I was going down a few times, but never hit the floor. Each time I recovered with the throttle. The river bed lasted for several kilometers, turning, twisting, throwing up hazard after hazard. When we got out of it and on a bit of hard dirt, Barton stops me.. crap don't stop! But it's ok, I'm getting used to this one leg lean. He gave me a high five. He was praising the fact he saw me nearly down.. at such an angle, but my brain hit the throttle even harder and pulled myself back up. He said, "You were so determined not to lose it, unbelievable!" The good words coming from these guys means a lot to me. This time in my life is the epitome of Sherri Jo's Because I Can World Tour. To remind, I only called it that because my reason for taking this trip 'because I can', is not because I'm a skilled moto rider, but because I don't have anything tying me to home to keep me there. So when things come up where I don't think "I Can" and then I actually can, it brings a whole new meaning to my own journey.
We continued on a somewhat track. Dodging boulders, through gulleys, etc. I followed the boys into a pure sand gully. Barton was stopped inside at the bottom. No photo, but I'll try to describe. It was a white'ish sand and they went down about 3 meters out of sight, and I followed. Another three meters of the floor, still pure sand and to get out the other side, shaped a bit like this --\__/-- Crap! I nearly hit him, but I stopped next to him, it must be important.
He wanted to give me instruction on how to handle this sand gully. It's short, straight up to get out and difficult. Even more so now that we have to get out from being stopped at the bottom. I was on pure adrenalin. He was telling me what I should do, and I just kept focusing on getting out now. While he was talking, I cranked the throttle and popped right out before he finished instruction! It was so funny! Luke was out there with a thumbs up. Barton was cracking up, he couldn't believe I did that, I can't believe I did that. But it worked, so let's move on!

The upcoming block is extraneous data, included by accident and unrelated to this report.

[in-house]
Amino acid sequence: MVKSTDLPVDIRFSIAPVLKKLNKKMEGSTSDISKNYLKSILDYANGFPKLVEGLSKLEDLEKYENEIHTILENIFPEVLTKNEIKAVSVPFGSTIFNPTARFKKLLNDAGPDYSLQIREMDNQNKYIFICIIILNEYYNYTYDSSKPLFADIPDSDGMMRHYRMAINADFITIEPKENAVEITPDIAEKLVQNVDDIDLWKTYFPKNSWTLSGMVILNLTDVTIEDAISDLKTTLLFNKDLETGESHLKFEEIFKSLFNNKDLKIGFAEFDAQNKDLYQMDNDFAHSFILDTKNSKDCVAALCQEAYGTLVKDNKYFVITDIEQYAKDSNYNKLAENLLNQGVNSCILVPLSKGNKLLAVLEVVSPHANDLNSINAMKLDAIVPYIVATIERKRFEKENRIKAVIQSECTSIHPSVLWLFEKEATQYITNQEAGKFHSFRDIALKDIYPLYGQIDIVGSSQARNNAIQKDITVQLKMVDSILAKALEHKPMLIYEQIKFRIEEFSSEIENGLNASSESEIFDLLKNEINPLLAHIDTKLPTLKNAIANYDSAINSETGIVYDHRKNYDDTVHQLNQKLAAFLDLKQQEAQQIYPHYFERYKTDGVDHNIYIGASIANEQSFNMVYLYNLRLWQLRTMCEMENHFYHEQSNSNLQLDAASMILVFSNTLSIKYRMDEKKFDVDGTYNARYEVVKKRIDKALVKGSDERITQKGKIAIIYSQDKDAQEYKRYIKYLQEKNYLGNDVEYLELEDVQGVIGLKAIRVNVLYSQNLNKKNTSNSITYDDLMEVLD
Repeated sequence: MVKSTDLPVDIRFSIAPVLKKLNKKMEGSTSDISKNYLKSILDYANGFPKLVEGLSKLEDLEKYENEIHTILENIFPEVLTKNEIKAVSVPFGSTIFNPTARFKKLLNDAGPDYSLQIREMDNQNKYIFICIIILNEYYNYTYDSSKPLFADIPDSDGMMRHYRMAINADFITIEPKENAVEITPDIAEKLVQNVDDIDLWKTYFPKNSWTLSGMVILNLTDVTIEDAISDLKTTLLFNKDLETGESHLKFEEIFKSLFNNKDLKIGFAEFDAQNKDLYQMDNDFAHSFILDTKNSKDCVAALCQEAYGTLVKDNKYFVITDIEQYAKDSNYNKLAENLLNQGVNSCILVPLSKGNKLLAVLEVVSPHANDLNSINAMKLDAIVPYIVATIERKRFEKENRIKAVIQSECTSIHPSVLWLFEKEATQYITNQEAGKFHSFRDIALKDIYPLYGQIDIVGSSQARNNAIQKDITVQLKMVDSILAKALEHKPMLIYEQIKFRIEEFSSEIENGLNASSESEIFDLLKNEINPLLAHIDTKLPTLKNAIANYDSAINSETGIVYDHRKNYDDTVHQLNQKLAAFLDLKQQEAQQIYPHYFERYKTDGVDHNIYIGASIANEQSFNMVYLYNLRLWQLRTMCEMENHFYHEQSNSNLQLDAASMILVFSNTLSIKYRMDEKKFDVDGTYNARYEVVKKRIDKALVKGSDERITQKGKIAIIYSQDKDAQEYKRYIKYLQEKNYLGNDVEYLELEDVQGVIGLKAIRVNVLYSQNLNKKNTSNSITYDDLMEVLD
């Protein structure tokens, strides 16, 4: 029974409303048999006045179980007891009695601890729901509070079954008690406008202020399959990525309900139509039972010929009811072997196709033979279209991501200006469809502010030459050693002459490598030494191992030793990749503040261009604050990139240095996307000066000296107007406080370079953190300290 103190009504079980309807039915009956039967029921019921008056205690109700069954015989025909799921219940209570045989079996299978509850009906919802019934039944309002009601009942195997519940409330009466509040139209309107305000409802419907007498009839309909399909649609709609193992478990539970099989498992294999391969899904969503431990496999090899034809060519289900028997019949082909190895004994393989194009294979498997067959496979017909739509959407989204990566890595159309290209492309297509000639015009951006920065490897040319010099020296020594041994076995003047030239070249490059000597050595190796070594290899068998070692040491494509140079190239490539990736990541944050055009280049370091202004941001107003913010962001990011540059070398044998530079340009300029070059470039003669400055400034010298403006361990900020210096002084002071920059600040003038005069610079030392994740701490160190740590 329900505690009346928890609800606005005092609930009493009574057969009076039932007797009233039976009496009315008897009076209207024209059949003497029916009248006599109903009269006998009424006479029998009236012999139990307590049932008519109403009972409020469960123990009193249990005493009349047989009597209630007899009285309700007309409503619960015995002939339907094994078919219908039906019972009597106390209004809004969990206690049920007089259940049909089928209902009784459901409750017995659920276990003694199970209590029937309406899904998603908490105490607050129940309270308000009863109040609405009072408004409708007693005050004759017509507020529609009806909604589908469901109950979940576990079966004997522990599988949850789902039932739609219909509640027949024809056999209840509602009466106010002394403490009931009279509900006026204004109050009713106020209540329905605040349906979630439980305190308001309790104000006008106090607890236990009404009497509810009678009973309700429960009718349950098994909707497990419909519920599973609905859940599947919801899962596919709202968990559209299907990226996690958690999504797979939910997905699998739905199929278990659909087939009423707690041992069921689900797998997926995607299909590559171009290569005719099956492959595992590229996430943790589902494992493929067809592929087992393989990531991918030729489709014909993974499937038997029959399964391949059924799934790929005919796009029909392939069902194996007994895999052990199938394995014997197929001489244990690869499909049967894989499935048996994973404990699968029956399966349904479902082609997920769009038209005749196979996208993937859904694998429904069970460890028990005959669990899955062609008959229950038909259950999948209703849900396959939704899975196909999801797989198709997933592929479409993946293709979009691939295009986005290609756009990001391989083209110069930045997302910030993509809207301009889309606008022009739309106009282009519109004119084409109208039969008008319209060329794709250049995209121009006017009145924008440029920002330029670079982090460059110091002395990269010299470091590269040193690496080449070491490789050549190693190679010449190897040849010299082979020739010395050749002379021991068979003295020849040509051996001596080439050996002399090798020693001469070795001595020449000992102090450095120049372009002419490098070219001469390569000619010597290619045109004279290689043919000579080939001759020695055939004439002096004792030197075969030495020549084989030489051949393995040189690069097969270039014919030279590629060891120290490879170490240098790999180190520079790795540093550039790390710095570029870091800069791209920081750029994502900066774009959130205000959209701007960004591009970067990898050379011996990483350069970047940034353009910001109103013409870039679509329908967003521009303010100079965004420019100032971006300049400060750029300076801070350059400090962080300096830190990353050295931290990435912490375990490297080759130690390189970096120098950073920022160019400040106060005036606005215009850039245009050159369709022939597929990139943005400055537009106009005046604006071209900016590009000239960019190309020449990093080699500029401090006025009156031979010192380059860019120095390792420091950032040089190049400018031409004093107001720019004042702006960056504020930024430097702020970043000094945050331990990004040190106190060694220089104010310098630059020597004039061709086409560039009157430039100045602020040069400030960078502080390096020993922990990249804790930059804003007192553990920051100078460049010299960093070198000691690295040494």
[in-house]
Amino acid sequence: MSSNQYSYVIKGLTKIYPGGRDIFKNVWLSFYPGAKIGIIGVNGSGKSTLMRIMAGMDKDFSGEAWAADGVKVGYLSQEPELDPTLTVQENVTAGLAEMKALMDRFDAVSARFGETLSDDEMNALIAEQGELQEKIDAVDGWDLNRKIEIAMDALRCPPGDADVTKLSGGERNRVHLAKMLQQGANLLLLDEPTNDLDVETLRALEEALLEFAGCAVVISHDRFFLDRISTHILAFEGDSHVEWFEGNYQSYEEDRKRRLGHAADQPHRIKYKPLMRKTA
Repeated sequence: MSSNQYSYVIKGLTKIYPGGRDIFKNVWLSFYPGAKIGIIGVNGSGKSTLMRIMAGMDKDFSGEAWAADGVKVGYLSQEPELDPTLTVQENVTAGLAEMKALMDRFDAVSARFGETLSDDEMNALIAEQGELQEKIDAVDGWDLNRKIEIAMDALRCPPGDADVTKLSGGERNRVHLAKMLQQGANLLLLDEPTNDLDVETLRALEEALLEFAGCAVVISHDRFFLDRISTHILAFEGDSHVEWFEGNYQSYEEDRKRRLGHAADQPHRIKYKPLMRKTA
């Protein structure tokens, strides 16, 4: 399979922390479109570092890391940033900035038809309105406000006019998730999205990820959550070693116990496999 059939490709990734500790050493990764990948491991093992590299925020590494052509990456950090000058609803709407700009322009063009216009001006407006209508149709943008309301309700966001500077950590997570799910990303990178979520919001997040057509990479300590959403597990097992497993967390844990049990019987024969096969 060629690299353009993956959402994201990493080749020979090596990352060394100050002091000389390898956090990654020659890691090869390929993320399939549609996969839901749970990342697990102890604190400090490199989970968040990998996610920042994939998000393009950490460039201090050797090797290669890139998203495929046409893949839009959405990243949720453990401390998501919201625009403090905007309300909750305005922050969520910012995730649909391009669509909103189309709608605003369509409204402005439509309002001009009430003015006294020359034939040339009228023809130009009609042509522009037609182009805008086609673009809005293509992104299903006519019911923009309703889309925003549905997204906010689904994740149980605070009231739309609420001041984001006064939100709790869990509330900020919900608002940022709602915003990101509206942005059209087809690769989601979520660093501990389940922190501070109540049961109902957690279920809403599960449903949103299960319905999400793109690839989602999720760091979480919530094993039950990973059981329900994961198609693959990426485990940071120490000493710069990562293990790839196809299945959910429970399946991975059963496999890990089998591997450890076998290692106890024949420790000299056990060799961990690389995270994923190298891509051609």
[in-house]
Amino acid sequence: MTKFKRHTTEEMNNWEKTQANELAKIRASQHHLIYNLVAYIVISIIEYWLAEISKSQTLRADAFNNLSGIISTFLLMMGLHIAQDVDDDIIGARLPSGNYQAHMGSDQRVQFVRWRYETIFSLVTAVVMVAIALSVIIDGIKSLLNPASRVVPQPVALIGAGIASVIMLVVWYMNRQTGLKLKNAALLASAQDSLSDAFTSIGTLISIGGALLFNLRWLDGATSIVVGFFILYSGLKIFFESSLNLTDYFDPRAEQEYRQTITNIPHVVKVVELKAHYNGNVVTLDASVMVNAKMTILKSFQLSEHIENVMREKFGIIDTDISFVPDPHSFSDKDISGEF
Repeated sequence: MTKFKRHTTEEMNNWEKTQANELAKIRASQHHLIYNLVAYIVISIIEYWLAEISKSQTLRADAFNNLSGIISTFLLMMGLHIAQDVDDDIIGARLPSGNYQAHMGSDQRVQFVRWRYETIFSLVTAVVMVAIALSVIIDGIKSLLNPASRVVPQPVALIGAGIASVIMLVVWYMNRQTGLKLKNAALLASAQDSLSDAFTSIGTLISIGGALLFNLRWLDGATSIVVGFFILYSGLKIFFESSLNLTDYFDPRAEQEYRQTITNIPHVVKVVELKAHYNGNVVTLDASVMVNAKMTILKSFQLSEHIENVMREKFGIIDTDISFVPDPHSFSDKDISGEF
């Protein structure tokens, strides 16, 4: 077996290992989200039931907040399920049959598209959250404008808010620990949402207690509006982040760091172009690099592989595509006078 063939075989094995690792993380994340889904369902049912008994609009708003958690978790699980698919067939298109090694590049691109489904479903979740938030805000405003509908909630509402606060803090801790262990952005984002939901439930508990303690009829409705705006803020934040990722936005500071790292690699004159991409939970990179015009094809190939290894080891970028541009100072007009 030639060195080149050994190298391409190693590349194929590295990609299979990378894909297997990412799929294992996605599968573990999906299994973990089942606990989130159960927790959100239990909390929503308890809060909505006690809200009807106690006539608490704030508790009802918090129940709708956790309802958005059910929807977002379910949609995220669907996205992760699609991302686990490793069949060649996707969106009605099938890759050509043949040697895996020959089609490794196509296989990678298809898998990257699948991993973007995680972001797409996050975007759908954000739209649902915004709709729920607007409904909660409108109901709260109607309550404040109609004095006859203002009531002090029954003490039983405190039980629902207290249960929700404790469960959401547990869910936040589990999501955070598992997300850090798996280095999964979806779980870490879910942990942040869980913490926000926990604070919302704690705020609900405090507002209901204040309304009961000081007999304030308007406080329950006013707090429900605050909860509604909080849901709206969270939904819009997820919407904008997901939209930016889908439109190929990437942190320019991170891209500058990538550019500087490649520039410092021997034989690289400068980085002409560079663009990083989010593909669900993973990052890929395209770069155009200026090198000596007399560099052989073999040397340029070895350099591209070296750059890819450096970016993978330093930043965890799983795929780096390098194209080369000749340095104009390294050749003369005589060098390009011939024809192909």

The whole ride was exciting. So much better and MORE FUN than I ever expected. Thanks to Walter, Barton and Lukas.
We arrived Camp Atacama. Parked the bikes and waited for Walter to show up in the truck. I was worried he could be stuck in the river bed, but we could eventually hear the sound of the motor making it's way.
We all made it. Barton has us checking our heart rates and blood oxygen levels.
While the guys are sitting around, they decide I should go for a world record now. WHAT?? They have been telling me they want me to get a world record too. I'm truly just here to help, but they have been pushing this idea for a while, even before we got to Chile. I tend to brush it off, because...
Anyway, Walter has researched the heck out of high altitude world records, and he feels confident I can ride that motorcycle higher in elevation than any other woman has recorded doing.